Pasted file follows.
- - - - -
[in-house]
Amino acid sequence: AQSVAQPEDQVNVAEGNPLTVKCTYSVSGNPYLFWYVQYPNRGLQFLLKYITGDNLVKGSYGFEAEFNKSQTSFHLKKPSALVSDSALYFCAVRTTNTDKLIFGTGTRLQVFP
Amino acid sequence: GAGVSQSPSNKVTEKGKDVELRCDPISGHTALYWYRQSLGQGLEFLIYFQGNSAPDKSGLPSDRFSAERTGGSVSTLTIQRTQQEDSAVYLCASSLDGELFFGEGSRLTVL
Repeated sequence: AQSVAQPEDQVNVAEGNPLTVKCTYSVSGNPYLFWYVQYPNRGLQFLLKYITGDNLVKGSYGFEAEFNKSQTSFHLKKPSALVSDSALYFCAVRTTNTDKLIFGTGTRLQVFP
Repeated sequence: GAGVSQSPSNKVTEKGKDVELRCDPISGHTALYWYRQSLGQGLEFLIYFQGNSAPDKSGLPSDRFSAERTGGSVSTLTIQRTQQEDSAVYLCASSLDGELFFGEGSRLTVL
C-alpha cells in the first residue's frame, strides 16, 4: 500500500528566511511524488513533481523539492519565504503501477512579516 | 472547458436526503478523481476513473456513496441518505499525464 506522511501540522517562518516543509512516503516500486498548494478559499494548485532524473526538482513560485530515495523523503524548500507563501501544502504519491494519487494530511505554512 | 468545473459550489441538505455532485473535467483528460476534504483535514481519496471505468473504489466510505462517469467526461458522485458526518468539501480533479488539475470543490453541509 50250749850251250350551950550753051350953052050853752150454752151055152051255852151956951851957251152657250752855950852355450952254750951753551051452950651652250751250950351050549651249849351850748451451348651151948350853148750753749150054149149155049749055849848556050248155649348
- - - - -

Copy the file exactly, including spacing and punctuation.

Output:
[in-house]
Amino acid sequence: AQSVAQPEDQVNVAEGNPLTVKCTYSVSGNPYLFWYVQYPNRGLQFLLKYITGDNLVKGSYGFEAEFNKSQTSFHLKKPSALVSDSALYFCAVRTTNTDKLIFGTGTRLQVFP
Amino acid sequence: GAGVSQSPSNKVTEKGKDVELRCDPISGHTALYWYRQSLGQGLEFLIYFQGNSAPDKSGLPSDRFSAERTGGSVSTLTIQRTQQEDSAVYLCASSLDGELFFGEGSRLTVL
Repeated sequence: AQSVAQPEDQVNVAEGNPLTVKCTYSVSGNPYLFWYVQYPNRGLQFLLKYITGDNLVKGSYGFEAEFNKSQTSFHLKKPSALVSDSALYFCAVRTTNTDKLIFGTGTRLQVFP
Repeated sequence: GAGVSQSPSNKVTEKGKDVELRCDPISGHTALYWYRQSLGQGLEFLIYFQGNSAPDKSGLPSDRFSAERTGGSVSTLTIQRTQQEDSAVYLCASSLDGELFFGEGSRLTVL
C-alpha cells in the first residue's frame, strides 16, 4: 500500500528566511511524488513533481523539492519565504503501477512579516 | 472547458436526503478523481476513473456513496441518505499525464 506522511501540522517562518516543509512516503516500486498548494478559499494548485532524473526538482513560485530515495523523503524548500507563501501544502504519491494519487494530511505554512 | 468545473459550489441538505455532485473535467483528460476534504483535514481519496471505468473504489466510505462517469467526461458522485458526518468539501480533479488539475470543490453541509 50250749850251250350551950550753051350953052050853752150454752151055152051255852151956951851957251152657250752855950852355450952254750951753551051452950651652250751250950351050549651249849351850748451451348651151948350853148750753749150054149149155049749055849848556050248155649348